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Honesty - Part I

     Honesty is an increasingly rare trait these days.  For example, Rick Porcello was the Detroit Tigers pitcher on Saturday's game.  He faced 11 batters in the first part of the first inning.  After throwing 47 pitches, he had two outs, but he had given up nine hits and walked one batter.  He was charged for nine runs including a grand slam home run.  He was pulled because of his ineffectiveness.  The Tigers were playing against the Los Angeles Angels who have a 6-10 record, or a .375 winning percentage.
     "We played the game all right," Leyland said. "We just got ambushed."  Ambush is hardly the right word in a baseball game.  All the fans and players can see the batter.  Rick Porcello's comment after the game was "Today, I felt like I threw the ball fine. . . I struggled a little bit with my command, but it wasn't all that bad."  I threw the ball fine?  Not all that bad?  Charged for nine runs in one inning?  Only get two outs? Faced eleven batters in 2/3 of an inning?  Porcello became just the second Tigers pitcher since 1916 to give up nine earned runs without getting out of the first inning.
      Oh for an honest man.  St. Paul writes in Ephesians 4:25:  "Therefore each of you must put off falsehood and speak truthfully to your neighbor, for we are all members of one body."

Coelacanth and Evolution

     In our local paper we find out that the scientists are trying to find out how the coelacanth learned how to walk.  The coelcacanth is an amazingly complex fish.  The coelacanth genome sequence is 2.8 billion units of DNA.  Two billion, eight-hundred million is 2,800,000,000 units.  Interestingly, they have about the same number of DNA units as a human.  According to the article, the lung fish, another "early walker," has 100,000,000,000 units of DNA.  So why is it that man has 35 times fewer DNA units than the lung fish?  According to the article, there are coelacanth fossils that are four hundred million years old.  We have four hundred million year old fossils and the living fish.  I wonder why some of those fish did not get the word that they were supposed to have evolved.  Finally, it is interesting to see the evolutionist squirm.  Earlier last century the coelacanth was hailed as a forerunner to the first fish that walked.  The fossils were there to prove it.  Then in 1938 they caught the living fossil, who had not evolved.  The internal structure that was supposed to show that they were different, was not there.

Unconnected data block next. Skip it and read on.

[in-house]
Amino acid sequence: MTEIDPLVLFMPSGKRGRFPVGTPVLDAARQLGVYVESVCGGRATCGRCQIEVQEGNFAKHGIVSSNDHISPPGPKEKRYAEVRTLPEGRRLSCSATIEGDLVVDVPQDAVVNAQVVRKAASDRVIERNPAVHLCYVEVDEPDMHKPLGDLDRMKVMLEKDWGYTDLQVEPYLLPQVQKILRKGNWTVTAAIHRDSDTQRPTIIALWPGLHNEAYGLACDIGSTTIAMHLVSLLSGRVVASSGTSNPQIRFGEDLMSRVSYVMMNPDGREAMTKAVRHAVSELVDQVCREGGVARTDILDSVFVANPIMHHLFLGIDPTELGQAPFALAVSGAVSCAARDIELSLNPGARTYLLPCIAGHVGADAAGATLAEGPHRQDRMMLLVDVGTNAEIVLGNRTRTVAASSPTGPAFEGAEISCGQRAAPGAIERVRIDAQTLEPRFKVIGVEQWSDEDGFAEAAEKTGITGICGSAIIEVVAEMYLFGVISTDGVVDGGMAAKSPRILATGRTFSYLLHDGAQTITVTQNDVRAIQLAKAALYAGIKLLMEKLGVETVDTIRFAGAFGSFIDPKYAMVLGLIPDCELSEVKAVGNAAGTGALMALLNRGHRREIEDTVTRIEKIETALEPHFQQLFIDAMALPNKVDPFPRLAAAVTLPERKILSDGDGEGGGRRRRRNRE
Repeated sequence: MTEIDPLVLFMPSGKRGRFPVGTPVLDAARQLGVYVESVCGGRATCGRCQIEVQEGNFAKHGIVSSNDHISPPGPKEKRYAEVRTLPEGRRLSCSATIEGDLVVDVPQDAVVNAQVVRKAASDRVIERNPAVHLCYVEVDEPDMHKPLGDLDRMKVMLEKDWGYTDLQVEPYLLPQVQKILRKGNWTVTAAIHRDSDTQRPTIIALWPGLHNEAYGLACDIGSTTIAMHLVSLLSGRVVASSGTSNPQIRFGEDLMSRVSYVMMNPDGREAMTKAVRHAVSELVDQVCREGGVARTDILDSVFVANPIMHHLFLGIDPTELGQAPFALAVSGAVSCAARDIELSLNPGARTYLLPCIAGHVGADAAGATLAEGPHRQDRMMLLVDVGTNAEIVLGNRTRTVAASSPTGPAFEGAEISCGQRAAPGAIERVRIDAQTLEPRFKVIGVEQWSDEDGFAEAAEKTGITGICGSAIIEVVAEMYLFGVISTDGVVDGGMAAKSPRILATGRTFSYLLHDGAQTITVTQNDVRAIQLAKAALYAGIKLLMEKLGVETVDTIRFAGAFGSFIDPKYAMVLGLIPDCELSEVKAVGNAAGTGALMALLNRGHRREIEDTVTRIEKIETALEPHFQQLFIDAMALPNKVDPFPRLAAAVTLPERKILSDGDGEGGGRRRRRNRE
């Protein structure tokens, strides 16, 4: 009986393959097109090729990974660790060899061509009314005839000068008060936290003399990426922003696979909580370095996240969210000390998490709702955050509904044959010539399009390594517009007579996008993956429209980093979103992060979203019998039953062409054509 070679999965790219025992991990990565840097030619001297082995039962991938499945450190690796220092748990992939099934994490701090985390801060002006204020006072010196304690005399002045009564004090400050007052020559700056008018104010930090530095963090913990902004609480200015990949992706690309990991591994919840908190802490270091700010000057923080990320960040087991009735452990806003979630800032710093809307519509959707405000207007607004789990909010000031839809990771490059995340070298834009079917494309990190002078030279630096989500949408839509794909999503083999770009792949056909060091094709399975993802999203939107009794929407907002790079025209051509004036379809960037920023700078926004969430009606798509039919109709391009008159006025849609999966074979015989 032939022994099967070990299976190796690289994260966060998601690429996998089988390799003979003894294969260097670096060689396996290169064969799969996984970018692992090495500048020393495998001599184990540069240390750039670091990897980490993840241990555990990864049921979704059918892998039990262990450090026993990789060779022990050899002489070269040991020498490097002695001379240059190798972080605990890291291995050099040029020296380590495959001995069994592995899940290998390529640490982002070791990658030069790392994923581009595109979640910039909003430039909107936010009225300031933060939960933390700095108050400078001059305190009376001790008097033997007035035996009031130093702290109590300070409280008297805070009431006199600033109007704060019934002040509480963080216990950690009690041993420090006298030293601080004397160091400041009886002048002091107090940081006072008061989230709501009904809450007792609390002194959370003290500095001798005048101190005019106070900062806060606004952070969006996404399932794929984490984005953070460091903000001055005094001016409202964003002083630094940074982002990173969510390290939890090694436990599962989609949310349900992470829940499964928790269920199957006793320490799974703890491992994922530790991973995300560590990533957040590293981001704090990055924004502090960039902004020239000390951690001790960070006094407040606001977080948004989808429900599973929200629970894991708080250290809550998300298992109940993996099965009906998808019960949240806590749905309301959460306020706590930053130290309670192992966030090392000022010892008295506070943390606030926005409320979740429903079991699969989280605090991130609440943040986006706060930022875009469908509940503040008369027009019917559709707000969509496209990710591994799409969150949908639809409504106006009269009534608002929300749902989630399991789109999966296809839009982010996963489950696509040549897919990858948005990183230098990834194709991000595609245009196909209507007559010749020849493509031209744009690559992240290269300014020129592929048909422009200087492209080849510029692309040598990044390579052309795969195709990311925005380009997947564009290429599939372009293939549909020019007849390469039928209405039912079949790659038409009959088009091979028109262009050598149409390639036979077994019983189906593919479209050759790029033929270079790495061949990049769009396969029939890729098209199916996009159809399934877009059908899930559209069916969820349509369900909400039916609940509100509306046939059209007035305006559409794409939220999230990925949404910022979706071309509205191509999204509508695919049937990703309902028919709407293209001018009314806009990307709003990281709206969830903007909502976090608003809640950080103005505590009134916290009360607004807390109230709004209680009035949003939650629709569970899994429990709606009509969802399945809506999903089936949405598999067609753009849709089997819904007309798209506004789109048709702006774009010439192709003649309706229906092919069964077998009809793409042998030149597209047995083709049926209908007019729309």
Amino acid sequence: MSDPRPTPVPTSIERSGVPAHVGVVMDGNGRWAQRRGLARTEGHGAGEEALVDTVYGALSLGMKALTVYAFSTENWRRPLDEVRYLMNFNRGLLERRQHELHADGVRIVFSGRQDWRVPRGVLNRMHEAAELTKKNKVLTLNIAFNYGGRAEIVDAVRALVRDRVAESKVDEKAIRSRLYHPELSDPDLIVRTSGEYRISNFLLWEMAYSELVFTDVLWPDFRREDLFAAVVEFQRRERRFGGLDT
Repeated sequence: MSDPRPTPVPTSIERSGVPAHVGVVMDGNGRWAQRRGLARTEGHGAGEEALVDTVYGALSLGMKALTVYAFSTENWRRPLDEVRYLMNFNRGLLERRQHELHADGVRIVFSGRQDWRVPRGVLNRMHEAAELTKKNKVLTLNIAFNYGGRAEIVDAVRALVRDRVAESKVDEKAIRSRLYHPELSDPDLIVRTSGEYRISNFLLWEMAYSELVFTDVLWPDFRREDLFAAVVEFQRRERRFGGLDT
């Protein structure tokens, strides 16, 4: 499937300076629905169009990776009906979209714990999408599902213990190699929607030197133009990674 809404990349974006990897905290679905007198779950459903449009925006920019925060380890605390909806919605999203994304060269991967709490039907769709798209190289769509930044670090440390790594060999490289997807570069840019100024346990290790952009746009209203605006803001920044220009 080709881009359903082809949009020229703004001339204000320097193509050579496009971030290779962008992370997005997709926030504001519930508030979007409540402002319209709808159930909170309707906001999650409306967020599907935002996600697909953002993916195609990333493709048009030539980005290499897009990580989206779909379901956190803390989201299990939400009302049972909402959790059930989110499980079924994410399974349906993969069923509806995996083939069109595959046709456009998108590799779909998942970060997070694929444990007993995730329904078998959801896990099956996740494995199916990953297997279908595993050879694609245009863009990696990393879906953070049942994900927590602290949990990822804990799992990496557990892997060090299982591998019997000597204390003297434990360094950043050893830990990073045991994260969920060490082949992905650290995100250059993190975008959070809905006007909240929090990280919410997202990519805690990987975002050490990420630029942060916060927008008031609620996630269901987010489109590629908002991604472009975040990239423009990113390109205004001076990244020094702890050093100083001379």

So let us praise God who has made such a wonderful fish - and praise God that the number of DNA units is not what makes man unique.  It is the fact that we are created in God's image, not the number of DNA units, that makes us unique.

Beauty of God's Creation

Today was a perfect spring day - 70 degrees - red bud in full bloom.  (Although red bud is called red bud it is more of a fuchsia.)  The tulips are in full bloom, as are the dogwoods, and the first azaleas have burst into full color.  Supposedly dogs can see only faded colors and then only in yellow and blue.  They can't see red.  But God the Father has created us to see the green grass, the yellow forsythia, the blue sky, the fuchsia red bud, the red and white tulips, and the white and pink dogwoods.  Praise God that He gave us the ability to see color.